It doesn't take much to astound the education world. A few years ago the experts were rocked by news that "most juvenile crime happens after school.' Yes, according to researchers, more kids commit crimes when they're not in school than when they are in school.
Equally astute researchers have concluded that "students who rank in the bottom fifth of basic skills have a very low probability of completing college,' and that improving a child's reading proficiency "can dramatically increase the kid's chances of going to college.
As for instructional methods, The Washington Post recently headlined that students should read material ahead of time, discuss in class what they've read, and ask their teacher for help with anything that remains unclear. The Post included a "source' for this revolutionary approach, which means somebody actually claims to have invented it.
Heterogeneous grouping has long enjoyed prominence as a research-based instructional method. This is the practice of deliberately not grouping students according to their academic ability. If you're wondering why anyone would deliberately try to teach students with widely different academic aptitudes, needs, and interests simultaneously, you obviously haven't attended enough mind-numbing, education reform workshops.
Experts have insisted for decades that ability-based grouping is "discriminatory.' Advocates contend that ethnic minorities and students from "poor families' often wind up in lower ability classes, and that less-competent teachers and students with behavior problems are often assigned to these classes.
Schools could have addressed those last two complaints, in schools where they were valid, without eliminating ability grouping, simply by reassigning teachers and removing disruptive students from classes at every ability level. Schools can do less, however, to remedy the disadvantages commonly conveyed by lower "socioeconomic class.' Poverty is no bar to academic achievement, just as wealth is no guarantee of success, but students from homes with more books, better diets, and better-educated parents do enjoy advantages.
For decades the only acceptable response was to eliminate academic grouping. Anyone who disagreed was guilty of endorsing a "destructive,' "racist' practice.
You don't have to be a bigot to suggest that it makes sense to teach students in groups according to what they know and what they can do. That's why beginning skiers don't start at the summit of the mountain and experts aren't subjected to the bunny slope. It also doesn't best serve either group to hold class for everybody halfway up the hill.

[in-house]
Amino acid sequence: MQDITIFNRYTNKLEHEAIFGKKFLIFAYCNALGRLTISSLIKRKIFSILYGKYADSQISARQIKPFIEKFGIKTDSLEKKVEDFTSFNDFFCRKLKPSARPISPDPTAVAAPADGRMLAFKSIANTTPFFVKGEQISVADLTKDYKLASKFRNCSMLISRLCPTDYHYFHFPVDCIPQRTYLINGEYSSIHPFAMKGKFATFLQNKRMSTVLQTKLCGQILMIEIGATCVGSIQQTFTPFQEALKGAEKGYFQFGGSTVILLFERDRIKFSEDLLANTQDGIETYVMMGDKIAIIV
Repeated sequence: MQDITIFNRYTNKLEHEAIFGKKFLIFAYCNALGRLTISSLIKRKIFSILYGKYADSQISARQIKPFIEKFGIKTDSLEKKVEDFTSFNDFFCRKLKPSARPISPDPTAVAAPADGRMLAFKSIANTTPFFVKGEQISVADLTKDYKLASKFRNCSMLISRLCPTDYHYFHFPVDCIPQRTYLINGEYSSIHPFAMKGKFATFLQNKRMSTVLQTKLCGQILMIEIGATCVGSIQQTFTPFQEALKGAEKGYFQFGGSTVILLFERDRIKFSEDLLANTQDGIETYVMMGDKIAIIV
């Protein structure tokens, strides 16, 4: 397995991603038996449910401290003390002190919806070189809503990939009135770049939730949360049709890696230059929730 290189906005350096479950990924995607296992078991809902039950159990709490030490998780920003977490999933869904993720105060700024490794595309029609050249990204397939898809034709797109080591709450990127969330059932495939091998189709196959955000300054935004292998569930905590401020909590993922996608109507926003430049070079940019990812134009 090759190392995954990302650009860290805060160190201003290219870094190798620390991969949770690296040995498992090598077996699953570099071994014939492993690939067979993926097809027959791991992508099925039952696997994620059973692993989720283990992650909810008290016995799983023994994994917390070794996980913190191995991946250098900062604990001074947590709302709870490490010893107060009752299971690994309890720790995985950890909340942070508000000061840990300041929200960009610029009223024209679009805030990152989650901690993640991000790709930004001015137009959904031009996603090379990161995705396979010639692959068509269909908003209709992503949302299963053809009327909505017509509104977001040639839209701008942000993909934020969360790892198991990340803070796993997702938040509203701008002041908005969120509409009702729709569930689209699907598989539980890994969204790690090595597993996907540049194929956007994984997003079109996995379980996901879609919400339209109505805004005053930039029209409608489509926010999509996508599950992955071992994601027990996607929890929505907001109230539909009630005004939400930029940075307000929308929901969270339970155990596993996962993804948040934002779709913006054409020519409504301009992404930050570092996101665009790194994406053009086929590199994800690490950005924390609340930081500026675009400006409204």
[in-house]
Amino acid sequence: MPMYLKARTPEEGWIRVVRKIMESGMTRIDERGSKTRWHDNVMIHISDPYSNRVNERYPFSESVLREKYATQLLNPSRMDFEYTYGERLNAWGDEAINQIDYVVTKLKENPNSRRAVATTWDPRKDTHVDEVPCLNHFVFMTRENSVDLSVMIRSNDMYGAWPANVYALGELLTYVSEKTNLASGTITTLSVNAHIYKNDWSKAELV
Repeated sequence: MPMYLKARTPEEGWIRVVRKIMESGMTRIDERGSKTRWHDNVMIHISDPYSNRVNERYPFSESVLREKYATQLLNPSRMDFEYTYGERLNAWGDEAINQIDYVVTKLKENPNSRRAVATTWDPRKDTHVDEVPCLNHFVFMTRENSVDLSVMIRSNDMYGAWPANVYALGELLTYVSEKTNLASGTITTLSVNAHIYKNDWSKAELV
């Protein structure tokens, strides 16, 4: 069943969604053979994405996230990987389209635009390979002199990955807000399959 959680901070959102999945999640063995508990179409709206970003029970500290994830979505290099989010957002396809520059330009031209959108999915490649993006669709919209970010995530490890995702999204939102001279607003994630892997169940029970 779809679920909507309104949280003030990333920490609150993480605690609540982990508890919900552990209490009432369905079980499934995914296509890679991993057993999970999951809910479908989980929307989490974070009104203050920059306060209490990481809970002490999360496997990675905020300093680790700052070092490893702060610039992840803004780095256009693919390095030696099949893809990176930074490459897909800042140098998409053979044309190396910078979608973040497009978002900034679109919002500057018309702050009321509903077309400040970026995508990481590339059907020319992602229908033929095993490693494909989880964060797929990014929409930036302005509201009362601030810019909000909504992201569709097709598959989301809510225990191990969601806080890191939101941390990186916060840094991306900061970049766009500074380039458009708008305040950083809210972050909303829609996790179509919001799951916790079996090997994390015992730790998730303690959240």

Nonetheless, by 1998 only twenty-eight percent of reading teachers were teaching classes grouped by ability.
Now "emerging research' suggests that ability grouping "can in fact benefit students.' Not surprisingly, allowing teachers to work with a "more narrow range of students' is "beneficial for both high and low-scoring individuals,' with both ends of the spectrum "perform[ing] better when grouped with peers' who share comparable abilities and achievement levels.
Naturally, devout reformers are appalled. They're also dismayed by Brookings Institution data which show that the number of reading teachers in classes grouped by ability has risen to seventy percent.
Another reform initiative is also facing mounting evidence that it's a bad idea. Between 2005 and 2011, at the urging of reformers, forty-five states increased the number of eighth grade students taking algebra. Unfortunately for reformers and math students, according to federal NAEP data, the "increased enrollment hasn't led to higher math performance,' with data suggesting that higher eighth grade algebra enrollment actually had a negative impact on performance.
Numerous studies indicate that placing lower performing math students in higher level classes results in "watered down' math where algebra is replaced with "a significant amount of more basic material.' As a result, higher performing students are missing out on the rigor and advanced math they could and should be learning, while lower performing students are being denied the skills they could and should master, especially if they ever hope to study real algebra.
You shouldn't need a crystal ball to predict that placing students who are unprepared for algebra in an algebra class, especially on an accelerated timetable, will result in either lots of students who fail or lots of adjustments in what you're calling algebra. After all, if these kids had been ready to take algebra, chances are they would have been placed in an algebra class on their own merit and not because we're making a rule that everyone has to take algebra.
It's hard to figure out why education reformers have such a hard time discerning between common sense and cutting-edge, bark-at-the-moon lunacy.
It's also more than a little scary. Because theirs are the minds that are shaping the schools that are shaping the minds that will soon inherit the Republic.